Wednesday, December 31, 2014

Raging Battle or Last?

George Hunsinger is currently a professor of theology at Princeton Theological Seminary in the United States. In 1987 he published an article entitled “Where the Battle Rages: Confessing Christ in America Today.” That essay was republished in 2000 as chapter 4 in his book Disruptive Grace: Studies in the Theology of Karl Barth. The points he made then continue to remain important to those of us seeking to live as prophetic witnesses to Jesus today.
He begins his essay with a stirring quote from Martin Luther (1483-1546): “If I profess with the loudest voice and clearest exposition every portion of the truth of God except precisely that little point which the world and the devil are at that moment attacking, I am not confessing Christ, however boldly I may be professing him. Where the battle rages, there the loyalty of the soldier is proved, and to be steady on all the battlefield besides is mere flight and disgrace if he flinches at that point.”

Tuesday, December 30, 2014

Catastrophe (1933-1945)

The impact of the Catastrophe on the number of Jews worldwide: in 1914, there were about 12 million; in 1939, that number had grown to 18 million; in 1945, it had been murdered back down to about 12 million. Jewish societies in Lusatia and Germania had been completely destroyed. Those in Gallia, eastern Alpinia, Latinia, and Hellenia had been severely damaged. Then, following the founding of the state of Israel in 1948, Jewish societies which had lived in Muslim lands for centuries were forced to abandon everything and resettle in Israel.

Monday, December 29, 2014

Jewish Advances, Archaism, and Activism (1880-1930)

Emancipated and Enlightened, Germanian Jews rapidly advanced to leadership in three areas: banking, industry, and academia. Their triumph in academia represented a far greater intellectual achievement than what Jews had been able to do even at their best in Muslim Iberia.

Still, three significant challenges persisted. By 1910 Prussian Protestant Berlin came to be seen by Germanians living outside of it as a “Jewish” city. Bavarian Catholic Munich, in contrast, definitely was not.

Sunday, December 28, 2014

Jewish Enlightenment and Emancipation (1750-1880)

Northern Olympia
In the 1700s, a major movement of cultural transformation took place in northern Olympia. It came to be called the Enlightenment.

Saturday, December 13, 2014

Jewish Movements of Reform (800-1800)

Jewish movements of reform were creative responses to fresh challenges. Sometimes these challenges were external as the broader Christian or Muslim context improved or declined. Sometimes they were internal as Jewish society itself stratified, hardened, and lost its cultural vitality. Between 800 and 1800, Jewish movements were always a reform of the dominant and normative Talmudic tradition and the organized social groups which embodied it.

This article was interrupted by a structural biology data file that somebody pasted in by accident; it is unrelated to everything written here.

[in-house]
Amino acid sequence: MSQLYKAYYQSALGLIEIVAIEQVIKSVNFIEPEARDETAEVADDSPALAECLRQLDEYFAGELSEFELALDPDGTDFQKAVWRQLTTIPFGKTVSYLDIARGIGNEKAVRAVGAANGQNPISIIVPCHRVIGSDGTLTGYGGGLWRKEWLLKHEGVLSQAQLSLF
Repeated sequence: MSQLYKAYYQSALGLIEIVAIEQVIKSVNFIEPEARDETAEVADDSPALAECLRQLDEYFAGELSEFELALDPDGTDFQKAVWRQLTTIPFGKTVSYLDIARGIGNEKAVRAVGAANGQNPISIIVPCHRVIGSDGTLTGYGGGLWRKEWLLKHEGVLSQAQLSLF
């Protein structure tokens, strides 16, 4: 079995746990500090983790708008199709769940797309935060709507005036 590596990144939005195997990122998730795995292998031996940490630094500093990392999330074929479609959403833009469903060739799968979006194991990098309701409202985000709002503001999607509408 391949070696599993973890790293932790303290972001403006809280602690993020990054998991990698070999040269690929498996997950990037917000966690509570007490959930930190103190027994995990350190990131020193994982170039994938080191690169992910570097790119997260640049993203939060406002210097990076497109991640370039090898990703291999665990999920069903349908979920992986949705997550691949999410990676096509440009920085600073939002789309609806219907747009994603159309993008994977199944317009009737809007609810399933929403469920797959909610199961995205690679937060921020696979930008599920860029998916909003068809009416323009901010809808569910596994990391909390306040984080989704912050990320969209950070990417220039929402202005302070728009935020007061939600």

Friday, December 12, 2014

Decline of Jewish Society in Latin Christendom (1100-1750)

By 1100 the long decline of Ashkenazi Jews had begun.

In 1096 French knights on the First Crusade traveled down the Rhine River on their way to Jerusalem. As they did, they inflicted terrible destruction and death on Jewish communities. The chivalric ideal of the Crusades demanded victory over perceived enemies of the Church: Muslims abroad and heretics and Jews at home.

Thursday, December 4, 2014

Jewish Society in Latin Christendom (800-1100)

Jews living in the Roman Empire faced increasing state hostility after 386 when Christianity was made the sole legal religion. Physical punishment for being Jewish began with the emperor Heraclius in 610.

Relief came to Jews in Levantia, Egypt, Carthaginia, and Iberia with advancing Muslim armies between 635 and 720. Jews living under Muslim rule eventually became known as Sephardi.

Tuesday, December 2, 2014

Jews in Iberia (1150-1500)

During the golden age of Muslim rule in Iberia (900-1150), Jews experienced their greatest communal vitality since the destruction of the Jewish community in Alexandria in 117. Their vitality ended when Berber Muslims took control of the government. After that both Jewish society and its broader Islamic context began to steadily decline.

Monday, December 1, 2014

Iberian Jews under Muslim Rule (AD 700-1200)

Jews throughout the Roman empire did not do well following the defeat of their third and final rebellion against the Roman state in 135.

Their condition across the empire worsened once Christianity became the sole legal religion in 386.

Heraclius, ruler of the eastern Roman state beginning in 608, even started physically punishing people for being Jewish. Jews were only saved from his persecution by Muslim conquerors in the late 630s and early 640s.